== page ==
Archive for Friday, April 23, 1993


April 23, 1993


Local Boy Scouts and Girl Scouts know a thing or two about eco-awareness. In fact, much of their programming focuses on outdoor activities, learning about nature and protecting the environment.

Eric Melton is the district executive for the Boy Scouts' Pelathe District, which encompasses Douglas County and Linwood. He said the various units often plan environment-oriented programs, and individual boys also develop environmental projects.

``All the Scouts do something at some point during the year,'' Melton said. ``The district as a whole takes care of the Bromelsick property. All the troops and many of the Packs get together several times a year for projects.''

The Bromelsick Boy Scout Camp, located just north of Clinton Lake, was purchased with money from a trust established by Alfred Bromelsick at his death in 1950. He left his entire estate to the city's Girl Scouts, Boy Scouts and 4-H programs.

To battle soil erosion, Boy Scouts plant trees and grasses and sometimes move rocks or soil to fill in a gully at the camp. They burn dead grass and small trees annually to regenerate the tall grass prairie, and the boys are educated about the importance of the burnings. They also plant native grasses and learn how to manage the prairie.

Melton said the dam at a small pond on the property had become overgrown and tree roots were creating leaks. ``We cleaned the growth off to help the grasses grow back up,'' he said. ``That's an ongoing project.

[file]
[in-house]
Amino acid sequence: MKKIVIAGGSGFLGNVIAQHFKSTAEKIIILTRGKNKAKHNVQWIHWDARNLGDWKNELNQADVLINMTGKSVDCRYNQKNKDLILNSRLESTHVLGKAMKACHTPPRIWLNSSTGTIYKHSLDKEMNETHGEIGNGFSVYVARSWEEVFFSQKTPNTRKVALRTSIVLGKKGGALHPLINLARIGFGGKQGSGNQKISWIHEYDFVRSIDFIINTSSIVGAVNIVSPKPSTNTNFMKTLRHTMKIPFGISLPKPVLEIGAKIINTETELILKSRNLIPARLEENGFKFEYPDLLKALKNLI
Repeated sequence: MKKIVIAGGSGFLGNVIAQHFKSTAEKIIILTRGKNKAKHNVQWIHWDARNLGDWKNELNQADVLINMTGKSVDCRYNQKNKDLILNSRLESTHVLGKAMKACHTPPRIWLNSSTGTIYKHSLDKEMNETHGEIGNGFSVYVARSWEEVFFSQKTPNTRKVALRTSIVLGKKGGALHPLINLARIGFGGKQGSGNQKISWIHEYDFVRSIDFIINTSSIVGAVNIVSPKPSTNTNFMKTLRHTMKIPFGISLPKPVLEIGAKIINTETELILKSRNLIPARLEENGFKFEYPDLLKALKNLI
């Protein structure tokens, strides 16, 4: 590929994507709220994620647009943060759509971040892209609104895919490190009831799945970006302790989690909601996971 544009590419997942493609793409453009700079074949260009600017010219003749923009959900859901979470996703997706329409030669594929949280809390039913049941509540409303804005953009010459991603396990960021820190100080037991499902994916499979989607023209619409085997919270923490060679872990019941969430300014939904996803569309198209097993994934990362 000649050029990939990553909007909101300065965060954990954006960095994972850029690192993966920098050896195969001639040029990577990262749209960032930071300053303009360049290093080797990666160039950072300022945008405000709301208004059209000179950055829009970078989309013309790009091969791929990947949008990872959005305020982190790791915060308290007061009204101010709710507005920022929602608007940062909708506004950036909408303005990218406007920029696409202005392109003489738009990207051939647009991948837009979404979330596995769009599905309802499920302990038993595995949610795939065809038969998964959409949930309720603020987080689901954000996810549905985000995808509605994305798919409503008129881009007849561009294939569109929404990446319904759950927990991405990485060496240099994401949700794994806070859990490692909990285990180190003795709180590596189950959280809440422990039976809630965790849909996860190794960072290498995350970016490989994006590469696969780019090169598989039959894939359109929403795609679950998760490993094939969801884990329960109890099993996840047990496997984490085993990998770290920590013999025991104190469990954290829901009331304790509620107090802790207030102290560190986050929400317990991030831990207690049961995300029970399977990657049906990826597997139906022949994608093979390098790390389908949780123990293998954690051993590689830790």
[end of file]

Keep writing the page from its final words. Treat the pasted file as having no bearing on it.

``We're in the unique position in that we have property that is the sole responsibility of the Scouts, and that's Bromelsick,'' Melton said. ``It's a great educational tool for the kids to learn how to take care of the environment.''

Boy Scouts take on additional environmental projects each spring and fall with work days at both council camps - Camp Theodore Naish in Bonner Springs and H. Roe Bartle Scout Reservation in Osceola, Mo.

In addition to their maintenance work at the three sites, Boy Scouts participate each year in the Clinton Lake cleanup. This year's event took place Saturday, and Scouts turned out to lend a hand. Local Boy Scouts also have ``adopted'' a section of U.S. Highway 40 to keep litter-free.

Herb Harris, Scoutmaster for Troop 59, said most of the major awards the boys work for include an environmental aspect, and one required merit badge, Environmental Science, focuses entirely on raising their environmental awareness. Because the scouting program centers on outdoor activities, boys spend much of their time learning about preserving nature.

For example, Harris said, ``There's a lot of training in no-trace camping, taking out everything you bring in and leaving the area just like you found it.''

Individual projects tackled by the Scouts have included planting several hundred trees at Clinton Lake, constructing boxes for wood ducks and blue birds, and reconstructing trails to curb soil erosion, he said.